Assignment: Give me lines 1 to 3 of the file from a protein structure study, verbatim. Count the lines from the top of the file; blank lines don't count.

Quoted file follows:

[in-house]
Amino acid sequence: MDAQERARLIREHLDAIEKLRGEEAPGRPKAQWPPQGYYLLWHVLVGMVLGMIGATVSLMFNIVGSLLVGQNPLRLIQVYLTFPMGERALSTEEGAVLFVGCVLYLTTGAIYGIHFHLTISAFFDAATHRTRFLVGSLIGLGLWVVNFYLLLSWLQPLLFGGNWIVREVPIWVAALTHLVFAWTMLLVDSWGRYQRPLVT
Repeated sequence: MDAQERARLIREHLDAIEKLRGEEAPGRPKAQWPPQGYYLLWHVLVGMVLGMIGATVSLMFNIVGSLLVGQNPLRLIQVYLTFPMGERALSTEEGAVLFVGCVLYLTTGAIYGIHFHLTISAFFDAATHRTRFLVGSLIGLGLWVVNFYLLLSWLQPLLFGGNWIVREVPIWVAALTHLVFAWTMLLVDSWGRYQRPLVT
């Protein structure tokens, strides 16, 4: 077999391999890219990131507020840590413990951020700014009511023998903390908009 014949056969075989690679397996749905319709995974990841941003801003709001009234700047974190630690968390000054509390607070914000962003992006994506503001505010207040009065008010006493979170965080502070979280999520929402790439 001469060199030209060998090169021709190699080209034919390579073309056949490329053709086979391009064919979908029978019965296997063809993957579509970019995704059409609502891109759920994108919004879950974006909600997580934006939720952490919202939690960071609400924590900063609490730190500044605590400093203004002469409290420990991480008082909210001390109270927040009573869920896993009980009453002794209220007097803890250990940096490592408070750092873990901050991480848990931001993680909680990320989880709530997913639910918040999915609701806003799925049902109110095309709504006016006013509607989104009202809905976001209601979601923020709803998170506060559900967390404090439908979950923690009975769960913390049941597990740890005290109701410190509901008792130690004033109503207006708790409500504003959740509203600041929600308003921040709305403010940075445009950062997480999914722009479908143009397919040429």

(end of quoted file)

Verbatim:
[in-house]
Amino acid sequence: MDAQERARLIREHLDAIEKLRGEEAPGRPKAQWPPQGYYLLWHVLVGMVLGMIGATVSLMFNIVGSLLVGQNPLRLIQVYLTFPMGERALSTEEGAVLFVGCVLYLTTGAIYGIHFHLTISAFFDAATHRTRFLVGSLIGLGLWVVNFYLLLSWLQPLLFGGNWIVREVPIWVAALTHLVFAWTMLLVDSWGRYQRPLVT
Repeated sequence: MDAQERARLIREHLDAIEKLRGEEAPGRPKAQWPPQGYYLLWHVLVGMVLGMIGATVSLMFNIVGSLLVGQNPLRLIQVYLTFPMGERALSTEEGAVLFVGCVLYLTTGAIYGIHFHLTISAFFDAATHRTRFLVGSLIGLGLWVVNFYLLLSWLQPLLFGGNWIVREVPIWVAALTHLVFAWTMLLVDSWGRYQRPLVT